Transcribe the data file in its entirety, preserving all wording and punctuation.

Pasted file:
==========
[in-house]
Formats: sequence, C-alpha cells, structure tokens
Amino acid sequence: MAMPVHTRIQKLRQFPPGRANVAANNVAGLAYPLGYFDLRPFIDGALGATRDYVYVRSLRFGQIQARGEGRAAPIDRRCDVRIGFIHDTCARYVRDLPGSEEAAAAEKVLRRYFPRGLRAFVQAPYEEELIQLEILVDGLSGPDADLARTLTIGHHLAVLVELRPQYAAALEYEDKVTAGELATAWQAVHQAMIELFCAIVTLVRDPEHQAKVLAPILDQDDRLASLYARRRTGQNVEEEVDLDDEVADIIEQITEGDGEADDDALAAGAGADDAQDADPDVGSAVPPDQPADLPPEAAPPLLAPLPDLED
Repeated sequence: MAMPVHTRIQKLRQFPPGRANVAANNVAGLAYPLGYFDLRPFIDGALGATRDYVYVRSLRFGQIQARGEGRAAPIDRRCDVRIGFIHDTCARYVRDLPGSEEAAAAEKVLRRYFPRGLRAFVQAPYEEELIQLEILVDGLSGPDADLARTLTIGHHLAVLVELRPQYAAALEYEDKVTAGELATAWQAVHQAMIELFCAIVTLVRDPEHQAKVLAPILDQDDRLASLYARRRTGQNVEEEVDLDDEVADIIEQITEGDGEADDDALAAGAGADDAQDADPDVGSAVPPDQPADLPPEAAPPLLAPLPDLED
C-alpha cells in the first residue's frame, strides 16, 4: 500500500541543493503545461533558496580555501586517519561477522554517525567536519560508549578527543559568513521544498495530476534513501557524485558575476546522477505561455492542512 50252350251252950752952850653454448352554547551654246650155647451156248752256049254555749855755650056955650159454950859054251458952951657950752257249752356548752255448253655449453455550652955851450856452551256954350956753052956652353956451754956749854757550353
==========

[in-house]
Formats: sequence, C-alpha cells, structure tokens
Amino acid sequence: MAMPVHTRIQKLRQFPPGRANVAANNVAGLAYPLGYFDLRPFIDGALGATRDYVYVRSLRFGQIQARGEGRAAPIDRRCDVRIGFIHDTCARYVRDLPGSEEAAAAEKVLRRYFPRGLRAFVQAPYEEELIQLEILVDGLSGPDADLARTLTIGHHLAVLVELRPQYAAALEYEDKVTAGELATAWQAVHQAMIELFCAIVTLVRDPEHQAKVLAPILDQDDRLASLYARRRTGQNVEEEVDLDDEVADIIEQITEGDGEADDDALAAGAGADDAQDADPDVGSAVPPDQPADLPPEAAPPLLAPLPDLED
Repeated sequence: MAMPVHTRIQKLRQFPPGRANVAANNVAGLAYPLGYFDLRPFIDGALGATRDYVYVRSLRFGQIQARGEGRAAPIDRRCDVRIGFIHDTCARYVRDLPGSEEAAAAEKVLRRYFPRGLRAFVQAPYEEELIQLEILVDGLSGPDADLARTLTIGHHLAVLVELRPQYAAALEYEDKVTAGELATAWQAVHQAMIELFCAIVTLVRDPEHQAKVLAPILDQDDRLASLYARRRTGQNVEEEVDLDDEVADIIEQITEGDGEADDDALAAGAGADDAQDADPDVGSAVPPDQPADLPPEAAPPLLAPLPDLED
C-alpha cells in the first residue's frame, strides 16, 4: 500500500541543493503545461533558496580555501586517519561477522554517525567536519560508549578527543559568513521544498495530476534513501557524485558575476546522477505561455492542512 50252350251252950752952850653454448352554547551654246650155647451156248752256049254555749855755650056955650159454950859054251458952951657950752257249752356548752255448253655449453455550652955851450856452551256954350956753052956652353956451754956749854757550353